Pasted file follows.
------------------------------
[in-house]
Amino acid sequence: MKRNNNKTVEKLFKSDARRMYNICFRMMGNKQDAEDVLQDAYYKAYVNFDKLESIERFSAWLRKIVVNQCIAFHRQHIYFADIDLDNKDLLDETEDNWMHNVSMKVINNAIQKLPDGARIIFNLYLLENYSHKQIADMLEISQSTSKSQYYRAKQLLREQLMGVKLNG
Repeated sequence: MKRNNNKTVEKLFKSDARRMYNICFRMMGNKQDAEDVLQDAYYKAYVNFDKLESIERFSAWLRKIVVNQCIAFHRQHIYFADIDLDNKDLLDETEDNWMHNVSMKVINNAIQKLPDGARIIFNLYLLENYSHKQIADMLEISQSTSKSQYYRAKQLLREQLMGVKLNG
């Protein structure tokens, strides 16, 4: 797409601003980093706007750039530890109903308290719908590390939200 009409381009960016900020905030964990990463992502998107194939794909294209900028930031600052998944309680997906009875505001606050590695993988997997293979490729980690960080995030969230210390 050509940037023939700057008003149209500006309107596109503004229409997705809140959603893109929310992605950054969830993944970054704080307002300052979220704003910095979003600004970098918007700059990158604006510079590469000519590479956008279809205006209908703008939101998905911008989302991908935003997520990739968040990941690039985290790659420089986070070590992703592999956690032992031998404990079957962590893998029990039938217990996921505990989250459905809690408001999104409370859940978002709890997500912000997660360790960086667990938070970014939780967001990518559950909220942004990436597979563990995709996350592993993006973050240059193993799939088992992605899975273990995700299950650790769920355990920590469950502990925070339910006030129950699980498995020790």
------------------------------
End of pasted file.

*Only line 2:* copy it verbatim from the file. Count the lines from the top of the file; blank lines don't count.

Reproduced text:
Amino acid sequence: MKRNNNKTVEKLFKSDARRMYNICFRMMGNKQDAEDVLQDAYYKAYVNFDKLESIERFSAWLRKIVVNQCIAFHRQHIYFADIDLDNKDLLDETEDNWMHNVSMKVINNAIQKLPDGARIIFNLYLLENYSHKQIADMLEISQSTSKSQYYRAKQLLREQLMGVKLNG